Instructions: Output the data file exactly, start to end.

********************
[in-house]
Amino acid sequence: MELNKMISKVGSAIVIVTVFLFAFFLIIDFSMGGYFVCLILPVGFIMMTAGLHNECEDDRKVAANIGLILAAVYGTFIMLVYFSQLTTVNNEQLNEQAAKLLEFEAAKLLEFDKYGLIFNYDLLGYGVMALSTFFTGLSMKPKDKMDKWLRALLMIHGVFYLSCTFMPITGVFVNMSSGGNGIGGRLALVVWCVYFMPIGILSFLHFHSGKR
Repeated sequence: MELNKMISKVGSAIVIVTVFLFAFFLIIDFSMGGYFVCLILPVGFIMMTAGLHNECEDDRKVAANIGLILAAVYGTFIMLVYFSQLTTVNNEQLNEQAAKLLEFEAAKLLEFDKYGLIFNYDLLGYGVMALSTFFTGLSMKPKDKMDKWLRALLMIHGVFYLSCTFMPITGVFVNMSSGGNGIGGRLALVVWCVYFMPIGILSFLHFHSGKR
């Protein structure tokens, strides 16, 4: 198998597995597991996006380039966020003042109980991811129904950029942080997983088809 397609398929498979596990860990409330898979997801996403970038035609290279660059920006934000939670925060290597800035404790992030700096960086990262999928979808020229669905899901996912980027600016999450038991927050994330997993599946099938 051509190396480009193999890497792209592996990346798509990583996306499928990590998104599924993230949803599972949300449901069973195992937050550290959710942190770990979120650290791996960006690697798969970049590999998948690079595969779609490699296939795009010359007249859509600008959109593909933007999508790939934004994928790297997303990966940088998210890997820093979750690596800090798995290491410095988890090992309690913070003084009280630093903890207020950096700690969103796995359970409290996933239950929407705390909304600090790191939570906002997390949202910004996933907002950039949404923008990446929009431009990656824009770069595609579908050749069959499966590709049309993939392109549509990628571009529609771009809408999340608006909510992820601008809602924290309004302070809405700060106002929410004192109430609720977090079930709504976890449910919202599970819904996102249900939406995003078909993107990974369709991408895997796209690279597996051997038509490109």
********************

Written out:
[in-house]
Amino acid sequence: MELNKMISKVGSAIVIVTVFLFAFFLIIDFSMGGYFVCLILPVGFIMMTAGLHNECEDDRKVAANIGLILAAVYGTFIMLVYFSQLTTVNNEQLNEQAAKLLEFEAAKLLEFDKYGLIFNYDLLGYGVMALSTFFTGLSMKPKDKMDKWLRALLMIHGVFYLSCTFMPITGVFVNMSSGGNGIGGRLALVVWCVYFMPIGILSFLHFHSGKR
Repeated sequence: MELNKMISKVGSAIVIVTVFLFAFFLIIDFSMGGYFVCLILPVGFIMMTAGLHNECEDDRKVAANIGLILAAVYGTFIMLVYFSQLTTVNNEQLNEQAAKLLEFEAAKLLEFDKYGLIFNYDLLGYGVMALSTFFTGLSMKPKDKMDKWLRALLMIHGVFYLSCTFMPITGVFVNMSSGGNGIGGRLALVVWCVYFMPIGILSFLHFHSGKR
């Protein structure tokens, strides 16, 4: 198998597995597991996006380039966020003042109980991811129904950029942080997983088809 397609398929498979596990860990409330898979997801996403970038035609290279660059920006934000939670925060290597800035404790992030700096960086990262999928979808020229669905899901996912980027600016999450038991927050994330997993599946099938 051509190396480009193999890497792209592996990346798509990583996306499928990590998104599924993230949803599972949300449901069973195992937050550290959710942190770990979120650290791996960006690697798969970049590999998948690079595969779609490699296939795009010359007249859509600008959109593909933007999508790939934004994928790297997303990966940088998210890997820093979750690596800090798995290491410095988890090992309690913070003084009280630093903890207020950096700690969103796995359970409290996933239950929407705390909304600090790191939570906002997390949202910004996933907002950039949404923008990446929009431009990656824009770069595609579908050749069959499966590709049309993939392109549509990628571009529609771009809408999340608006909510992820601008809602924290309004302070809405700060106002929410004192109430609720977090079930709504976890449910919202599970819904996102249900939406995003078909993107990974369709991408895997796209690279597996051997038509490109």